Tap-tap, tap-tap-tap, tap-tap-tap-tap: annoying sounds? Maybe, but it could mean much more.

Captain Eugene ‘Red’ McDaniel tapped on the walls of his cell in the Vietnamese Prisoner of War camp commonly known as the Hanoi Hilton. The taping was a secret code prisoners used to communicate with each other. The number one rule at the Hilton was: “No communication with other prisoners at any time.” Anyone caught in the attempt would be tortured or executed.

Isolation was the prime weapon of the communist captors. As the hours slowly turned into days and weeks, Captain McDaniel came to fear the loneliness and the silence far more than any threats of physical harm. The highlight of each day was being taken to the washroom where he occasionally managed to whisper briefly with two other Americans brought in at the same time. They told him about the camp code, a series of taps to spell out letters. McDaniel in his book, “Scars and Stripes” came to recognize the code as his lifeline and only link with sanity.

If a new prisoner couldn’t learn the code and communicate with fellow prisoners within thirty days of arrival, he would gradually begin to draw inward and deteriorate. Captain McDaniel saw nearly fifty of America’s best trained enter isolation never to be heard from again. As the days dragged on, a prisoner would slowly lose any will to live. “Little by little,” McDaniel wrote, “he would deteriorate as that strange predator… isolation, would suck the very life out of him.”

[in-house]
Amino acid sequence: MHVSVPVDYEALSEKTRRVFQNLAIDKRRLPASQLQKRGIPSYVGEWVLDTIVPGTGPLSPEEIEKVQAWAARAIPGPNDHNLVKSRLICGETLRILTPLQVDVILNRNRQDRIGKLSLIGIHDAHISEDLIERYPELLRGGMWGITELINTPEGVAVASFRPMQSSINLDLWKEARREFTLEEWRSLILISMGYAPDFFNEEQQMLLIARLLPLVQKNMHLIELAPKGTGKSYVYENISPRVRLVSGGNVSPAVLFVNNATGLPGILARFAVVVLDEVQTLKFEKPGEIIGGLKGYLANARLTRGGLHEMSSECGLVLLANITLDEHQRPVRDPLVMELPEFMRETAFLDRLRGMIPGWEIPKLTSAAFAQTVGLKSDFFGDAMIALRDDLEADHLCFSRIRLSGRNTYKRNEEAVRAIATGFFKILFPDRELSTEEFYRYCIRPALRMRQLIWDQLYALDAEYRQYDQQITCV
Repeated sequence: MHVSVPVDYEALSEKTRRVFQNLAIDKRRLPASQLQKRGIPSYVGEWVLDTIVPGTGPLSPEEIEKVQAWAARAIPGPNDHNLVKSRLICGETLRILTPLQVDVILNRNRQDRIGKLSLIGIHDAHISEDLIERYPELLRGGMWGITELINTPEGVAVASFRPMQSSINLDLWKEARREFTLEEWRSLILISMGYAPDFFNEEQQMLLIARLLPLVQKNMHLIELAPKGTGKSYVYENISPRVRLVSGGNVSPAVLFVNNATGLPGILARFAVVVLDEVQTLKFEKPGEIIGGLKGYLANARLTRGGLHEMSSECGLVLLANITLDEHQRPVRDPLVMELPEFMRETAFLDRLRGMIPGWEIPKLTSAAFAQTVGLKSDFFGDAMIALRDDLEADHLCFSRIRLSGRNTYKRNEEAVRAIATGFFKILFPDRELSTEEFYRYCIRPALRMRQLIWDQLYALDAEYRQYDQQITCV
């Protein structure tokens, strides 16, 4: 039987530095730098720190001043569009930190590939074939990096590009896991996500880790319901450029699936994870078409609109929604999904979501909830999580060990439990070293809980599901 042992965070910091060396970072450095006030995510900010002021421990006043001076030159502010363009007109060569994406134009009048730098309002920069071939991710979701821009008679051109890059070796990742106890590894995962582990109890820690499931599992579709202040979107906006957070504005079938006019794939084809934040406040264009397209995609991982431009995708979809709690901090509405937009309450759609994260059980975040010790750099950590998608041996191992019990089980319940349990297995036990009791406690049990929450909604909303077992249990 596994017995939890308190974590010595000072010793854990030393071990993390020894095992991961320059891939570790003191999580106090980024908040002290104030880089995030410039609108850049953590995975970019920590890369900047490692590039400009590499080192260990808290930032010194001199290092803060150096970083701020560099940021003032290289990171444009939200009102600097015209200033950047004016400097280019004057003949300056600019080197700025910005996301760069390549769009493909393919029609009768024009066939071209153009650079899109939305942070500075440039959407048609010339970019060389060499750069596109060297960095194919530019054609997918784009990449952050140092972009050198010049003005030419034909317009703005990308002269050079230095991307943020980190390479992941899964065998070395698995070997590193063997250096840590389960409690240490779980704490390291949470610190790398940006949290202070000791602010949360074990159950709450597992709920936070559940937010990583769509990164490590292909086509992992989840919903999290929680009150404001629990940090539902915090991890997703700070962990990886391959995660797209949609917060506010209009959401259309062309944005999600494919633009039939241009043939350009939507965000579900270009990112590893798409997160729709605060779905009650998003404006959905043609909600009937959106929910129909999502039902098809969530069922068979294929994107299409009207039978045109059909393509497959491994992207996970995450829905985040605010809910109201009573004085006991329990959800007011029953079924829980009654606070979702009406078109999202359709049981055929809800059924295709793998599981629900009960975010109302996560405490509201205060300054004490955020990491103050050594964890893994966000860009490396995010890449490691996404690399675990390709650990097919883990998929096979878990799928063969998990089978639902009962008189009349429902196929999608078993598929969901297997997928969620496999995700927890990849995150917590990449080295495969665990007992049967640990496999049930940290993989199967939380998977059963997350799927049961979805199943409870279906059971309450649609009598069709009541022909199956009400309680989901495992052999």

Tap-tap, tap-tap-tap: annoying sounds or vital communication?

What do secret codes and POW’s have to do with worship? One word: communication. Worship represents one of our best opportunities to communicate with God. Without it, the spiritual part of our being will begin to draw inward, deteriorate and die. More than just a hymn, a sermon and a prayer, worship is the camp code that becomes our lifeline and can at times be our only link with sanity.

Worship is about ordinary people with the struggles, hopes, sufferings and joys that come with everyday life. Combined with a discipline of daily devotion, and outreach to our neighbor, worship should be something that can involve us all, but it takes commitment.

We don’t always feel that way. I hear: “I don’t get anything out of worship.” Followed by a complaint about the pastor or the music. People say they feel like bystanders. But worship should be a possible turning point in your life not something to endure.

Worship is a human response to a divine revelation. Tap-tap: through the quietness of prayer. Tap-tap-tap: through singing a song. Tap-tap-tap-tap: through the prophetic words of a sermon. Worship is the camp code for vital communication with God.

One person wrote this about worship: Most of the time we think of church and worship as an obligation but there are also times especially during a crisis when we come to worship looking for answers, comfort and a dose of hope. Occasionally, something or someone comes along that makes our worship fresh and exciting. We begin to experience anew the excitement of a relationship with God. We pick up the Bible and blow off the dust and begin to read again. We renew our prayer lives. We reach out to our neighbor. We volunteer for a project or mission.

One church was concerned about improving worship. So, a few of the members gathered along with the pastor and spent several evenings discussing the purpose of worship. They studied Scripture, prayed, read a chapter from a book on worship and concluded that worship was “for the love of God.” Then they all prayed how they would each make difference for the love of God.

For the love of God…

  • One volunteered to place fresh-cut flowers in the worship area.
  • Another volunteered to come early and dust the sanctuary.
  • The pastor volunteered to prepare fewer formal sermons with practical illustrations.
  • They closed each service with everyone holding hands in prayer.
  • They decided to take communion to the homebound.

For the Love of God… what can you do to make your worship more meaningful?

Worship — Tap-tap, tap-tap-tap: annoying sounds or vital communication?